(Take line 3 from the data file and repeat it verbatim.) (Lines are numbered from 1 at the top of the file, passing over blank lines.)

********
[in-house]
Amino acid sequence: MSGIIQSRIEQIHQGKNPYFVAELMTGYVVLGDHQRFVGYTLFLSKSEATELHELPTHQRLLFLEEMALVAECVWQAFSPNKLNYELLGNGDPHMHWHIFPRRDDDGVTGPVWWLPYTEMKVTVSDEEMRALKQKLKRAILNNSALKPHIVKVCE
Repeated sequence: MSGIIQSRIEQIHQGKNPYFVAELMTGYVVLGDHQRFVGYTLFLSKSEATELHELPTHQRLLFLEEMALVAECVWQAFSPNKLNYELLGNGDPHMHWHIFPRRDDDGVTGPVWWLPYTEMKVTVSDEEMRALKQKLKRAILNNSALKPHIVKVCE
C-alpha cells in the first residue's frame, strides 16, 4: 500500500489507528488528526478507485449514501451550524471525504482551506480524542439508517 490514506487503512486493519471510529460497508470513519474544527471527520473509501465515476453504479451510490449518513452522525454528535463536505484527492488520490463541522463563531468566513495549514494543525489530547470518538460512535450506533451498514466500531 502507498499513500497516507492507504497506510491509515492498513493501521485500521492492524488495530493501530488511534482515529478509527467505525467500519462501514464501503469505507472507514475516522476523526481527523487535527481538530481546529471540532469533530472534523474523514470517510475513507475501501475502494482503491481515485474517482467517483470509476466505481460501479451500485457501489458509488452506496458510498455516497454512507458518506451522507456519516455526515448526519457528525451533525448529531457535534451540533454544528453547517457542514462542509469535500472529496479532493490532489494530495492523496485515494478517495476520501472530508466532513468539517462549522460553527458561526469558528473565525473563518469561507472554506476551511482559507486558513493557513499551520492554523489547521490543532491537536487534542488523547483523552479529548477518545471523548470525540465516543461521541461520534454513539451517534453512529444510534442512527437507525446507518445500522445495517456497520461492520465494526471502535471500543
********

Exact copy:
Repeated sequence: MSGIIQSRIEQIHQGKNPYFVAELMTGYVVLGDHQRFVGYTLFLSKSEATELHELPTHQRLLFLEEMALVAECVWQAFSPNKLNYELLGNGDPHMHWHIFPRRDDDGVTGPVWWLPYTEMKVTVSDEEMRALKQKLKRAILNNSALKPHIVKVCE